Innovation investor and founder of Ark Invest Cathie Wood issued a warning, saying she is more concerned about deflation than the Federal Reserve’s widely anticipated interest rate hikes to lower rising inflation.
According to critics of Fed policy like Wharton Professor Jeremy Siegel, the Fed is overtightening into a hard landing — and according to Wood, the unanimity of the Fed’s last decision to increase the Fed funds rate by 75 basis points was surprising, given that the Fed uses lagging indicators to raise rates.
What happened: Wood penned an open letter to the Fed early Monday, offering data to the “data-driven” committee to consider as it prepares for its next decision on Nov. 2.
In the letter, the Ark Invest founder and CIO laid out her concerns that the Fed’s current 13-fold increase in interest rates in the last six months is going to lead the world into a deflationary burst.
“The Fed is probably making a mistake,” Wood said in a video accompanying her open letter. “I say probably because I have to from a compliance point of view, but I really do believe the Fed is making a mistake.”
Economic backdrop: In order to slow the spike in inflation brought on by a restoration of post-lockdown consumer activity and excess savings, central banks in the U.S. and around the world are aggressively tightening monetary policy.
The effects of the COVID regulations and the slump in the real estate market are being felt in China.
The ability of monetary authorities to pull off a soft landing — that is, to lower demand enough to bring inflation down from near 40-year highs without plunging the economy into a severe or protracted recession — is being increasingly questioned.
Prices of raw materials are forward-looking indicators throughout the early phases of processing. With the exception of food and energy, most commodity prices have peaked and are currently declining on a yearly basis.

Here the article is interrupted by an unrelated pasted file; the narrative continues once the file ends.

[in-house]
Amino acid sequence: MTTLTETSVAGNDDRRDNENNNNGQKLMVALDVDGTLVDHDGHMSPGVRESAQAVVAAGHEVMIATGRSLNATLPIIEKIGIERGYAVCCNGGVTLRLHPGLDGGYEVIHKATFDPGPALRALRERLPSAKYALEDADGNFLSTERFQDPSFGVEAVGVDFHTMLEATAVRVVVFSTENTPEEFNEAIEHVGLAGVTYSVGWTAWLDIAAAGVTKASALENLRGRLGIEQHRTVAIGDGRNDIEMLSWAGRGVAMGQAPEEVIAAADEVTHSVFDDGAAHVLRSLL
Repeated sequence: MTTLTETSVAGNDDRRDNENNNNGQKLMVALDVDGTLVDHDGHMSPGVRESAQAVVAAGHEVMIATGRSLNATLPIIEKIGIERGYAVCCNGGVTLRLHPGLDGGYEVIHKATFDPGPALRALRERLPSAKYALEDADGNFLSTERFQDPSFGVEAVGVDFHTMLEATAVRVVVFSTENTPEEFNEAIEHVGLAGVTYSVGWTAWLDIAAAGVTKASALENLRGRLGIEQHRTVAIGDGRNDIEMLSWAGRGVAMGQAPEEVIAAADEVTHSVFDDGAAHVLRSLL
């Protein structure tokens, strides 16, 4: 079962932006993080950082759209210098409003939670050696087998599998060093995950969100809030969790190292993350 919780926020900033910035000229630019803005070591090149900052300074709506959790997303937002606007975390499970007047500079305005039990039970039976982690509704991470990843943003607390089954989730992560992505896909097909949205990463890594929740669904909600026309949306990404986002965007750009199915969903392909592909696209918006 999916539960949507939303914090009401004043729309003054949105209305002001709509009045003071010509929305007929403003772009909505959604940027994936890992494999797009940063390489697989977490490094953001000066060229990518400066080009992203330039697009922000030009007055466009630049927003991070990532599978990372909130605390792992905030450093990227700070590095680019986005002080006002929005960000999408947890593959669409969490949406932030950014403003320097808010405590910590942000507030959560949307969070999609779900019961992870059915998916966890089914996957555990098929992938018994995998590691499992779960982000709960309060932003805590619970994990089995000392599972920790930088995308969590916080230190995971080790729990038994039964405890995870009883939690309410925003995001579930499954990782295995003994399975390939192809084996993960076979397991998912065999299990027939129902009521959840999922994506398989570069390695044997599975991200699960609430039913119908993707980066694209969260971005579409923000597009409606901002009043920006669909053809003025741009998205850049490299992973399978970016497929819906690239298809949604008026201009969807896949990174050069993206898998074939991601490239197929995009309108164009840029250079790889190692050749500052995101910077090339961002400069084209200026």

Food and energy prices are important, but, “we do not believe that the Fed should be fighting and exacerbating the global pain associated with a supply shock to agriculture and energy commodities caused by Russia’s invasion of Ukraine,” Wood wrote in her letter.
Manufacturers and retailers appear to be overtaken by inventory building further upstream after increasing stocks to protect against slowing global supply chains. World-class corporations appear to have overcome computerized enterprise resource planning (ERP) systems and overordered goods after battling with such supply chain networks for more than a year.
Some data: According to Nike’s most recent quarterly data, the inventory discrepancies have gotten worse. Nike’s stocks rose 44.2% internationally despite a 3.6% increase in sales. According to Wood, its inventories rose by 64.8% and 85.0%, respectively, in the U.S. and on ships in transit.
In the auto industry, used car price inflation as assessed by the Manheim Used Vehicle Value Index peaked at 54.2% on a year-over-year basis in April 2021 and made another run to 46.6% in December 2021. Since then, however, the index has plummeted 13.5% and is down 0.1% on a YoY basis.
“The Fed seems focused on two variables that, in our view, are lagging indicators — downstream inflation and employment — both of which have been sending conflicting signals and should be calling into question the Fed’s unanimous call for higher interest rates,” the letter reads.
Reports that inflation, as determined by the CPI and PCE Deflator excluding food and energy, increased by 0.6% and that the PPI excluding food and energy grew by 0.4% during the months of September and early October made the Fed feel justified in taking a harsh posture, she said.
The CPI and PPI decreased by 0.1% when accounting for food and energy, although the Federal Housing Finance Agency’s (FHFA) estimate of home prices decreased by 0.6%.
Initial unemployment insurance claims decreased between late September and early October, and nonfarm payroll employment rose by 263,000. However, JOLTS job openings fell 10%, or 1.1 million, manufacturing employment decreased by the ISM Purchasing Managers Index, and Challenger involuntary job separations increased 67.6% on an annual basis.
“Unanimous? Really?” Wood asked.
“Could it be that the unprecedented 13-fold increase in interest rates during the last six months — likely 16-fold come November 2 — has shocked not just the US but the world and raised the risks of a deflationary bust?”
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Photo: Courtesy Rafael Saldaña on Flickr
Image and article originally from www.benzinga.com. Read the original article here.